Four-year-old Damaud Martin rests in a coma-like state in a Baltimore hospital, his once-bright smile gone. Relatives who visit him at the Kennedy Krieger Institute say doctors have told them it's likely he will never run, jump or play again.
He was a victim of shaken baby syndrome, the Baltimore City Department of Social Services said in a court filing. Police are still investigating what happened to Damaud, who has been hospitalized since Jan. 19, but one thing is clear. The injury occurred two months after the social services agency, with court approval, sent him home.
Damaud and his sister were reunited with their mother under an "order of protective supervision," which required close monitoring. Their grandmother, Rosita Martin, said she had begged the caseworker "not to drop the ball on this." After Damaud's brain injury, the agency fired the worker and disciplined a supervisor for lapses related to the case.
His injury is another example of the social services agency's inability to protect some of the most vulnerable children in Baltimore.
Months earlier, the death of a toddler who swallowed methadone sparked public outrage when it was learned that the agency and the city's health department had missed chances to save Bryanna Harris. Five social services staff members were fired or disciplined. On Tuesday, her mother, Vernice Harris, was given a suspended sentence after pleading guilty to voluntary manslaughter.
Allegations of child abuse and neglect pour in statewide, but Baltimore - which accounts for six of 10 children in Maryland's child welfare system - has by far the most. This is at the heart of the challenge facing Maryland Human Resources Secretary Brenda Donald, who since Bryanna's death has accelerated reform of the agency, one of 24 local arms of the department.
Protecting children is tough in the city, where drug use and crushing poverty tear families apart. The agency faces additional challenges because it is understaffed and its workers generally have weaker credentials than their suburban counterparts, The Sun found in an examination of how child abuse cases are handled.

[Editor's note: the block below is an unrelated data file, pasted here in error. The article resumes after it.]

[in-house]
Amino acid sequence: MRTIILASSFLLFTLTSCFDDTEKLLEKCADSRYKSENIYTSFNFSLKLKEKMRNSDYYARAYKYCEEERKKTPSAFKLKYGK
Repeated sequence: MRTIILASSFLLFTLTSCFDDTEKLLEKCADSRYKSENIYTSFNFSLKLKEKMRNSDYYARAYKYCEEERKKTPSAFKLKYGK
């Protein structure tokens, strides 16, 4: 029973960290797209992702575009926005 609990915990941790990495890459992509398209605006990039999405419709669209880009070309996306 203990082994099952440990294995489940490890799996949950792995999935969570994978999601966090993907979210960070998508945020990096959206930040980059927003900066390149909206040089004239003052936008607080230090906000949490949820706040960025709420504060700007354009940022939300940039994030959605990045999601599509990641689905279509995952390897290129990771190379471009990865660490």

Only about one in 10 caseworkers holds master's degrees in social work and fewer than 10 percent are licensed social workers. Shorthanded for years, according to standards set by the Child Welfare League of America, the agency's staff of 866 caseworkers and supervisors oversees the care of 7,300 children.
The bleak environment of many city neighborhoods complicates the casework. Children are at risk by virtue of living in dilapidated homes on crime-ridden streets. Mothers sometimes put their babies' cribs on cinder blocks to keep away rats entering through holes in walls and floors. Social services workers often encounter parents addicted to drugs or alcohol or suffering from mental illness.
Since Donald took over early last year, she has directed much of her attention to reforms in Baltimore. "The system did not get broken overnight, and it's not going to get fixed overnight," she said. "We're moving as fast as we can, faster than anyone has before."
She replaced top managers, started training programs, supplied tools such as cell phones and laptops and began to revamp screening procedures so that the agency concentrates on serious allegations. She has also strengthened ties with law enforcement and others who deal with children at risk.
An encounter with Baltimore police in the fall of 2006 led to the placement of Damaud Martin and his sister in foster care. At that time, they were staying with their mother in a homeless shelter, according to interviews with family members.
She and a girlfriend rented a moving van so they could move out of the shelter but got into an argument, they said. Police were called. Authorities placed Damaud and his sister in foster care with their grandmother, Rosita Martin, according to court documents filed by the city social services agency.
They stayed with their grandmother, who became a licensed foster parent, for about a year and were returned to their mother last November. Tamekia Martin had met social services requirements for reunification: she had taken a parenting class, leased a house and had a part-time job, court documents show.
But it wasn't long after the children returned to Martin's home - which their mother shared with the girlfriend, her five children and sometimes the woman's father - that Damaud got hurt.
Responders to a 911 call from the house Jan. 19 reported finding the boy unresponsive in a bedroom. A spokesman for the Fire Department said Tamekia Martin was "not able to provide information as to what happened to the child," according to the paramedics' report .
A lawyer for the social services department later said in a filing for the court, "The child safety team at Johns Hopkins Hospital has ruled this as a case of shaken baby syndrome."